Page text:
These sessions are also a great time to offer emotional support; not every project is going to go according to plan. It’s like being in a huddle on a football team. You go out there, run your play and some guy beats you on the long pass. You come back to the huddle for a little encouragement. Someone pats you on the rear end and says, “Don’t worry, it’ll be OK. You’ll get them next time.”

That’s how people are wired. We need a community. We need to know that what we’re doing matters so that we can feel good about going back out there to practice, practice, practice. To implement and study and do all the “un-fun” stuff that produces great results.

We’re the Accountability Committee
Sometimes it helps to get support from the outside. At CEODentist, we commit to attend the scheduled team meetings by phone or in-person. We use the Action Board to lay-out plans for projects and we bring the board to all scheduled meetings. If I show up in a client’s office and they haven’t done what they were supposed to do, we discuss the breakdown and the appropriate to move forward.

We build strong relationships with our clients and we don’t want to let each other down. It’s all about respect. When I leave after a consult, my clients are thinking, “Wes believes in us, he thinks we can do it and I don’t want to prove him wrong.” So they get to work. And with each new success, they start to believe in themselves a little more.

This is the very same relationship that doctors should be developing with their patients. If your patient honors you enough to say, “Oh my gosh, Doc, I didn’t do what you told me to do at my last appointment,” that’s a very powerful influence you have with them. Take the opportunity to build the accountability and respect in the relationship. You don’t take a pound of flesh or embarrass the patient. You say, “I got it. What can I do to help you get it in place for the next time?” With proper encouragement and support, your patients will also get to a point where they don't want to let you down.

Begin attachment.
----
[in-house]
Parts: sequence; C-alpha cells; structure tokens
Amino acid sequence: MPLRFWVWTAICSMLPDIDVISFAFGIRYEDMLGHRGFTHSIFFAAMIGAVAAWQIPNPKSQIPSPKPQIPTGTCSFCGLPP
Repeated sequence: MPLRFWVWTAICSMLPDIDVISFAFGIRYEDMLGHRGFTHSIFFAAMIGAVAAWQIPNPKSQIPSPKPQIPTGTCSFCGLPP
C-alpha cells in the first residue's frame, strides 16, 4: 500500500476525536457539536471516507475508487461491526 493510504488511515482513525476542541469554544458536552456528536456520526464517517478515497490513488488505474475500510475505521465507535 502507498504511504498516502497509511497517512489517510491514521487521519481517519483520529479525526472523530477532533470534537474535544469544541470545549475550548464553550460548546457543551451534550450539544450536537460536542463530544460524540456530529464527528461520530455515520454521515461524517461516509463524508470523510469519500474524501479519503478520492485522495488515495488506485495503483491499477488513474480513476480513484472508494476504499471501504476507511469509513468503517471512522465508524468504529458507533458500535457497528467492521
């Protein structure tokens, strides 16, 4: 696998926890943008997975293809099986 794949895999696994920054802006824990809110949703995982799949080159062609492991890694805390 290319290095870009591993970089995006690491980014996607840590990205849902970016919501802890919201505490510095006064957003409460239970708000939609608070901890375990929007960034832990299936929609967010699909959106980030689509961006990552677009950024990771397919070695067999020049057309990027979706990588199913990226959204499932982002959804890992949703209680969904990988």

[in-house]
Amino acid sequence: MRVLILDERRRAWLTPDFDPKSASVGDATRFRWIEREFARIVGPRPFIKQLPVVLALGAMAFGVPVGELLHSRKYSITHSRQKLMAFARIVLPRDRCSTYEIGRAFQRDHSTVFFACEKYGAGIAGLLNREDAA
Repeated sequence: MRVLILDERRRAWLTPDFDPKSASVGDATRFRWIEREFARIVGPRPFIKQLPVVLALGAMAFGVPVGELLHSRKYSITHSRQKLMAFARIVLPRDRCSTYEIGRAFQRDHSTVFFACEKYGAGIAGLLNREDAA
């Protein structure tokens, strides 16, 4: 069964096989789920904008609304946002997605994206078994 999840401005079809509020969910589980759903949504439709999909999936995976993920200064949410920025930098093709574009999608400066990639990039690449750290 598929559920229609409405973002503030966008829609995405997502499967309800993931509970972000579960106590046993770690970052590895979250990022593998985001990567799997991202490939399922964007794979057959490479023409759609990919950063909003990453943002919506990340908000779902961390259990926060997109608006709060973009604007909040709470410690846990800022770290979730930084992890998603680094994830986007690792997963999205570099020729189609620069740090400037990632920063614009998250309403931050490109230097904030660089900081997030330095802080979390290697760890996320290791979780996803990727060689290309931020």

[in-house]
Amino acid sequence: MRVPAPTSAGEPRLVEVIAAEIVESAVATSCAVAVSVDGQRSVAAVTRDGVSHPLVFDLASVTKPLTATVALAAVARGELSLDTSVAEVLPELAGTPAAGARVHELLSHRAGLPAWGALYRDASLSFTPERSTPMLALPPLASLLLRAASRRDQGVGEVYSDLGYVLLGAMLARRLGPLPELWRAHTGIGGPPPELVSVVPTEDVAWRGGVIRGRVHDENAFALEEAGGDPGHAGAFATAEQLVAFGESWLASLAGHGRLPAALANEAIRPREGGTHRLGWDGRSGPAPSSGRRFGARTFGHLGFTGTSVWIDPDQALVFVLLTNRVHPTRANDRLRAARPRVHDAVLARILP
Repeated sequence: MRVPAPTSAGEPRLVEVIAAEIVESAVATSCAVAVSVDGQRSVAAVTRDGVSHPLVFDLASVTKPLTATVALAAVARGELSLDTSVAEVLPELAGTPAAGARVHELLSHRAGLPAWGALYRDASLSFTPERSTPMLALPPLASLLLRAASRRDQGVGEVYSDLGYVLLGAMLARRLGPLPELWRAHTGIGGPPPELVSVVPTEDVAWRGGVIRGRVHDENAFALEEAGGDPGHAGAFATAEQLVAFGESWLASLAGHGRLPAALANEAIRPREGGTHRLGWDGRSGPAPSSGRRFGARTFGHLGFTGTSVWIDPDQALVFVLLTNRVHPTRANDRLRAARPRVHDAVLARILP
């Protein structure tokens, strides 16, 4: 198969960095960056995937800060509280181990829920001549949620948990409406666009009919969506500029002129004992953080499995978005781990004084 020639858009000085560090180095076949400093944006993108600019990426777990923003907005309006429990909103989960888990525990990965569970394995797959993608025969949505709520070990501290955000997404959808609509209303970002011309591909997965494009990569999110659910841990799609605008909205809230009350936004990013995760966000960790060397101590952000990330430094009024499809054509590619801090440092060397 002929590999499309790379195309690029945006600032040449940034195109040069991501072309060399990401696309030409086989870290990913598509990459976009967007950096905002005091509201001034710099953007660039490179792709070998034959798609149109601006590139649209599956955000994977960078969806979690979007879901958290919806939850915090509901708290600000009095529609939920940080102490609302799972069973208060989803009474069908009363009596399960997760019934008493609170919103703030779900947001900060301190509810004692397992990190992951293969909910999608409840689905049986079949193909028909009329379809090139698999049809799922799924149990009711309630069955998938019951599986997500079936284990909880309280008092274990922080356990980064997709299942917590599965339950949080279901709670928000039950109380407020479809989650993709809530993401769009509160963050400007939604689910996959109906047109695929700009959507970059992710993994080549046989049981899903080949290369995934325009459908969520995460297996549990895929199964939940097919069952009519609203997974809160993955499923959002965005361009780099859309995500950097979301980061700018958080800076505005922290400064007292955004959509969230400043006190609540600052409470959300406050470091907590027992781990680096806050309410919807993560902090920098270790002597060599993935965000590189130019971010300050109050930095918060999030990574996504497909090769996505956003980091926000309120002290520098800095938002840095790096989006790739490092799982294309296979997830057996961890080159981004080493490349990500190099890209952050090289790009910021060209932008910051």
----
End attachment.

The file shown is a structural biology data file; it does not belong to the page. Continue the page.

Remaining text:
Accountability is Key to Getting Ideas Implemented
Most people, when left to their own devices, don’t take action. They may hear a great idea in a seminar or on a DVD/CD and get inspired to grow their business, but when they get back into the office, the day-to-day operations and problem-solving take priority and they just don’t get the job done.

If implementation is not your strength, call us! We’ll walk you through the process and help you grow your practice into the successful business it was meant to be.

Are You Worried About The Future Of Private Practice? 

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Highlands Ranch, CO 80126 • office: 866.258.6777 • fax: 866.204.1462